Jun 28, 2017 | Updated: 09:10 PM EDT

Why Are Scientists Excited About Finding a Chemical 400 Light Years Away?

Jun 19, 2017 04:06 PM EDT

Birthplace of Stars
(Photo : GettyImages.com)

Astrochemists scour space for signs of life. Their goal? To find the chemicals of living things -- amino acids, carbohydrates, nucleic acids, or lipids -- among the stars. That goal remains elusive. But a new discovery indicates the chemists may be on the right track, and the implications for the origin of life on Earth are profound.

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Two independent groups of scientists have discovered the chemical methyl isocyanate in a multiple-star system 400 light years away. The system, IRAS 16293-2422, is in the constellation Ophiuchus and is a protostar nursery, where some stars are only 10,000 years old.

Both teams of researchers pointed the receivers of Chile's Atacama Large Millimeter/submillimeter Array (ALMA) towards IRAS 16293-2422 and looked for the chemical signals of life's precursors. Both teams are certain they found methyl isocyanate.

Why is methyl isocyanate important? It's not an amino acid, but it has a structure that resembles a peptide bond -- the kind of bond that joins one amino acid to another. A chemical that doubles as a peptide bond might join simple amino acids together. A long string of these amino acids could mark the simplest path to the formation of a protein.

And proteins are the building blocks of life.

Rafael Martín-Doménech from Centro de Astrobiología in Madrid, Spain, and Osservatorio Astrofisico di Arcetri's Víctor Rivilla know that not only is the structure of methyl isocyanate important, but where it is found is quite significant.

IRAS 16293-2422 is a birthplace of stars, a breeding ground like the one our sun may have been formed in 4.6 billion years ago. The presence of this chemical in a protostar grouping may indicate that the chemistry of life is intimately bound with the formation of stars and solar systems. Our own earth could have then begun with a set of chemicals that aided the rise of life.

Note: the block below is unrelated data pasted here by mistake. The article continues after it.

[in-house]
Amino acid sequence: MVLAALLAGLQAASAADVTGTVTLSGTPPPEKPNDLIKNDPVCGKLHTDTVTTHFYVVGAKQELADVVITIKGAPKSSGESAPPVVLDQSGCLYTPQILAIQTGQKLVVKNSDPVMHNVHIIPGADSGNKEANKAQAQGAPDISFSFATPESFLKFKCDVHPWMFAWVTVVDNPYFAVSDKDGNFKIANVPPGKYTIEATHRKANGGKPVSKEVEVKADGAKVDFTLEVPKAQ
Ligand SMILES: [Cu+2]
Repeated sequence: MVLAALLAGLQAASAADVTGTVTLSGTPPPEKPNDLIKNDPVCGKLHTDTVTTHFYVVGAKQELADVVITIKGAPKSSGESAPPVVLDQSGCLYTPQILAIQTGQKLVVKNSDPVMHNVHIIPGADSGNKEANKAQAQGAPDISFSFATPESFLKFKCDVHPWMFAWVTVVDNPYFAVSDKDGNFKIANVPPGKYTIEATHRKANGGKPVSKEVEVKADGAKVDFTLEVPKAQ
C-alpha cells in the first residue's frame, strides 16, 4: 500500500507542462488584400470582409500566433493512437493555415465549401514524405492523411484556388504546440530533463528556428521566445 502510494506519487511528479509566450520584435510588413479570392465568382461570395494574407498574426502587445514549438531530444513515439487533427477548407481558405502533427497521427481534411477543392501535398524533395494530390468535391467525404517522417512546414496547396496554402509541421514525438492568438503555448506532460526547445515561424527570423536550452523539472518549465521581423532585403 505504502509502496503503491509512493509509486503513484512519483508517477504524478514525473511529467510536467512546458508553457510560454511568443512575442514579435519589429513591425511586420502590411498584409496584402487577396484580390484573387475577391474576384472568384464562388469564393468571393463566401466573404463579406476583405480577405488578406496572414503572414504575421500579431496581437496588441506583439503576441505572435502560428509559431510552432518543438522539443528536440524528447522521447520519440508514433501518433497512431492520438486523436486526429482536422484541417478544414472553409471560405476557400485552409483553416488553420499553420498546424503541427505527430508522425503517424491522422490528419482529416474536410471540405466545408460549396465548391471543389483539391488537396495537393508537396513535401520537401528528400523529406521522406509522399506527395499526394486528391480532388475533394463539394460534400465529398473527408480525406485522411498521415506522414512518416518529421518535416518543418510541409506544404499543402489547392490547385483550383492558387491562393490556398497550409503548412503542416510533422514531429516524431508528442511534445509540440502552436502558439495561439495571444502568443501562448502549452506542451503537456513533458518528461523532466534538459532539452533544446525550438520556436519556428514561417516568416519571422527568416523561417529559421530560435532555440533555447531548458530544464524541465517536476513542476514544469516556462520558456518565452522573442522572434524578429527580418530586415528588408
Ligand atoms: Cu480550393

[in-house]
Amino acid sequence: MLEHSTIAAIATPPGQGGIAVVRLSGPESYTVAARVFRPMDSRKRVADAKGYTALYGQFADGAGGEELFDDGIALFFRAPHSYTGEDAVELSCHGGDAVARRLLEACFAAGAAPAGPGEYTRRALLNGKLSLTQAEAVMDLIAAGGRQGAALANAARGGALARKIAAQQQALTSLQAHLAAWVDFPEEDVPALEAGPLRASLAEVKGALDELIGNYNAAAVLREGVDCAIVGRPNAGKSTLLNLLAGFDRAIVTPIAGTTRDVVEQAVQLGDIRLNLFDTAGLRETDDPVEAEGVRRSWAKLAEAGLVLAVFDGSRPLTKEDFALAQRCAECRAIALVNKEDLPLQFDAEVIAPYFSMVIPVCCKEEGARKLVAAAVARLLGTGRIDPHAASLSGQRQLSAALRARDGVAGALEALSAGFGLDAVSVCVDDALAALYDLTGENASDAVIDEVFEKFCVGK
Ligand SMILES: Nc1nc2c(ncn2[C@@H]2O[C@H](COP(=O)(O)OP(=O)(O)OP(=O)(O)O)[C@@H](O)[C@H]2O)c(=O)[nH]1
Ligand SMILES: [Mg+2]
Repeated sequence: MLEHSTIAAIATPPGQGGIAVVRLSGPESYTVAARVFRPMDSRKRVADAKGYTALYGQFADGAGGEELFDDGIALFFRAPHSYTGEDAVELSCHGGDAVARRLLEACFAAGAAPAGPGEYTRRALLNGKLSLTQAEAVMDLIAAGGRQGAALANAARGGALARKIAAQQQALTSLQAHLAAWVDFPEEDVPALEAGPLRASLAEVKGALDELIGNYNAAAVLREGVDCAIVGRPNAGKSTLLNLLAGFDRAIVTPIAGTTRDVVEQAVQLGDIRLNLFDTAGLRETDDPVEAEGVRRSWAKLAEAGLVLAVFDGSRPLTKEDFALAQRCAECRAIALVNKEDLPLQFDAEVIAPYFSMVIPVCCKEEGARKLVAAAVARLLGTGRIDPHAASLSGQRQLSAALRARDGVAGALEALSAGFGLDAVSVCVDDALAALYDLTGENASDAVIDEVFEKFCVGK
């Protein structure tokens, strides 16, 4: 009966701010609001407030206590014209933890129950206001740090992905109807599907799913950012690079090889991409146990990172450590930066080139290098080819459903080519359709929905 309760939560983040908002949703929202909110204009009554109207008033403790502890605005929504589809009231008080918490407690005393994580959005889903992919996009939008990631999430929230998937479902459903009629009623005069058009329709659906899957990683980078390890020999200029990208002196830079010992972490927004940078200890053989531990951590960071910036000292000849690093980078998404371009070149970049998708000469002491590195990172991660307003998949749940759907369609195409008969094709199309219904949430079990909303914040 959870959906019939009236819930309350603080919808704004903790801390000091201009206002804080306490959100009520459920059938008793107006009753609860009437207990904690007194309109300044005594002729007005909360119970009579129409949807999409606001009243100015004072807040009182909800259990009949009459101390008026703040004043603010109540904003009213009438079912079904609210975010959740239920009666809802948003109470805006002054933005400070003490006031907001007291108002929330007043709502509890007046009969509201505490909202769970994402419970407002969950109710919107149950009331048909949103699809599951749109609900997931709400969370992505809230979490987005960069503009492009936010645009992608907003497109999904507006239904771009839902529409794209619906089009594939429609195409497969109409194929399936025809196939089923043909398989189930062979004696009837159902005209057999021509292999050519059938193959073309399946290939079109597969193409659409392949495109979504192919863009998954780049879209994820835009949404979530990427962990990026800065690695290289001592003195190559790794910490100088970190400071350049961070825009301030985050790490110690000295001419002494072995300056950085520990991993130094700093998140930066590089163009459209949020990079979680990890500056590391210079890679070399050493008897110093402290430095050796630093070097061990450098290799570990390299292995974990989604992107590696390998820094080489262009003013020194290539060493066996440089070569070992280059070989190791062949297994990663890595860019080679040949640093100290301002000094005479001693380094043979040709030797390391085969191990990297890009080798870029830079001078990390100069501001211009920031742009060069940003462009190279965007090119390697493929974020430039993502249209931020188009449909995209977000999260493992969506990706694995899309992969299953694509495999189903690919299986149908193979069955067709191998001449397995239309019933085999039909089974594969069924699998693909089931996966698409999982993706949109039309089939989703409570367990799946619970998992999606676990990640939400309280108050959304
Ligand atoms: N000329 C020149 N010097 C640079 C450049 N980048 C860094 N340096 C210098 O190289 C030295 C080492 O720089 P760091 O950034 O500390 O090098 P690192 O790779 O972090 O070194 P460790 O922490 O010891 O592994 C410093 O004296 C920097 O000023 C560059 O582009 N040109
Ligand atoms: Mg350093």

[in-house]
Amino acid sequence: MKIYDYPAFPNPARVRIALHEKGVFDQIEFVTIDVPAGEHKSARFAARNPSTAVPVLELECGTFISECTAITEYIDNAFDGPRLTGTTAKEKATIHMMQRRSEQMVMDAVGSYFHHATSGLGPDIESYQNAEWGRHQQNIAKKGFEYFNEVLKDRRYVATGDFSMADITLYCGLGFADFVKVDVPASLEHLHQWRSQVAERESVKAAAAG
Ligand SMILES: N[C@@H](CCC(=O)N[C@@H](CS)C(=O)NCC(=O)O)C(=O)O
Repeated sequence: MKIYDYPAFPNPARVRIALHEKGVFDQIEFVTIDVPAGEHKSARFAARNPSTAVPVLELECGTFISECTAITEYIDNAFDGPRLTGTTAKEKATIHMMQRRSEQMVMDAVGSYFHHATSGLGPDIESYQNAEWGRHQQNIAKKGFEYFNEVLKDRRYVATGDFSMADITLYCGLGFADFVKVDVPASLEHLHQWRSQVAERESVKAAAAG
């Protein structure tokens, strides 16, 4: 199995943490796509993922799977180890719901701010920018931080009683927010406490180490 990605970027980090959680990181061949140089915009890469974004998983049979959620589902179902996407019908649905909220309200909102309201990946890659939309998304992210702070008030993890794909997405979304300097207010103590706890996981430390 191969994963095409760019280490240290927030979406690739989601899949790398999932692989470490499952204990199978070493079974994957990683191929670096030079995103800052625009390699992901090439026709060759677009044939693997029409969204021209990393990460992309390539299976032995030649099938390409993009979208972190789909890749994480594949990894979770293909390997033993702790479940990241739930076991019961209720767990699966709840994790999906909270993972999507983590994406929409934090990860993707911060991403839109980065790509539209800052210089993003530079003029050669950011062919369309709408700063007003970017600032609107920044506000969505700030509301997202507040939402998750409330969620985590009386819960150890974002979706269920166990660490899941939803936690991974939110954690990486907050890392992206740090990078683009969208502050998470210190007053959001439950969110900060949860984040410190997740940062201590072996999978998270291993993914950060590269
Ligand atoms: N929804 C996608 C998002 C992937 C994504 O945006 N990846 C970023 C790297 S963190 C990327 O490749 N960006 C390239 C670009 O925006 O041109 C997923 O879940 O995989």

Previously, another important chemical was found in the same star system. Glycolaldehyde is an organic molecule that plays a role in the formation of the sugars that make up DNA. Add to this the discovery of a peptide-bond like molecule and it appears that protostar system may give rise not only to stars but to important biochemicals.

How are these chemicals in distant star systems detected? When methyl isocyanate (or any chemical) undergoes a chemical transformation, it releases energy of a specific electromagnetic type. Both teams used ALMA's Protostellar Interferometric Line Survey (PILS) capabilities to scan wavelengths between infrared and radio frequencies. Both teams found the wavelength signatures of methyl isocyanate.

A second study is by Leiden Observatory's Niels Ligterink and Audrey Coutens of University College, London. They suggested that methyl isocyanate could form on icy particles that surround evolving stars. The mechanisms are not clear yet how these chemicals form, they may form on the surface of dust particles.

What other biochemicals will be found in IRAS 16293-2422? Is what is happening there the same as what happened when our sun was born?

Both studies were published in Monthly Notices of the Royal Astronomical Society.

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